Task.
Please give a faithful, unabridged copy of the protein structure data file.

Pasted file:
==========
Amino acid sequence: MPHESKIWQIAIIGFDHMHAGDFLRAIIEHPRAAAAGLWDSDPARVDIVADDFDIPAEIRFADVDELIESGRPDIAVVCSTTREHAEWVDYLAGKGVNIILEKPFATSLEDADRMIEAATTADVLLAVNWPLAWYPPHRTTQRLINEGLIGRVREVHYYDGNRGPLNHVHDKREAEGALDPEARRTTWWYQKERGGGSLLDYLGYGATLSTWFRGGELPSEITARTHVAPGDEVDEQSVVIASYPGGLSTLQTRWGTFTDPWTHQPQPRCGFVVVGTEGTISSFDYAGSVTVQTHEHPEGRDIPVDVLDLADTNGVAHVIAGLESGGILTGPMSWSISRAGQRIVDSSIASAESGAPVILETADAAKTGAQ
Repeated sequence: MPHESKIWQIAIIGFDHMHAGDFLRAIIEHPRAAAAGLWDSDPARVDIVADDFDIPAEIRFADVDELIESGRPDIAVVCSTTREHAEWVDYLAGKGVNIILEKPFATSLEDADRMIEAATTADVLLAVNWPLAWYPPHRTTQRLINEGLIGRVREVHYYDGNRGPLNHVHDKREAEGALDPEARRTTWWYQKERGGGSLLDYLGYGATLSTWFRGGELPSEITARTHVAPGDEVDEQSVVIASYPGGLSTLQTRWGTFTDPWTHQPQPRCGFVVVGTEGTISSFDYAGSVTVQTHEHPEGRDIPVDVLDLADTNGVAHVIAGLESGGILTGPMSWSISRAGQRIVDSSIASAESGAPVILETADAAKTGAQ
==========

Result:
Amino acid sequence: MPHESKIWQIAIIGFDHMHAGDFLRAIIEHPRAAAAGLWDSDPARVDIVADDFDIPAEIRFADVDELIESGRPDIAVVCSTTREHAEWVDYLAGKGVNIILEKPFATSLEDADRMIEAATTADVLLAVNWPLAWYPPHRTTQRLINEGLIGRVREVHYYDGNRGPLNHVHDKREAEGALDPEARRTTWWYQKERGGGSLLDYLGYGATLSTWFRGGELPSEITARTHVAPGDEVDEQSVVIASYPGGLSTLQTRWGTFTDPWTHQPQPRCGFVVVGTEGTISSFDYAGSVTVQTHEHPEGRDIPVDVLDLADTNGVAHVIAGLESGGILTGPMSWSISRAGQRIVDSSIASAESGAPVILETADAAKTGAQ
Repeated sequence: MPHESKIWQIAIIGFDHMHAGDFLRAIIEHPRAAAAGLWDSDPARVDIVADDFDIPAEIRFADVDELIESGRPDIAVVCSTTREHAEWVDYLAGKGVNIILEKPFATSLEDADRMIEAATTADVLLAVNWPLAWYPPHRTTQRLINEGLIGRVREVHYYDGNRGPLNHVHDKREAEGALDPEARRTTWWYQKERGGGSLLDYLGYGATLSTWFRGGELPSEITARTHVAPGDEVDEQSVVIASYPGGLSTLQTRWGTFTDPWTHQPQPRCGFVVVGTEGTISSFDYAGSVTVQTHEHPEGRDIPVDVLDLADTNGVAHVIAGLESGGILTGPMSWSISRAGQRIVDSSIASAESGAPVILETADAAKTGAQ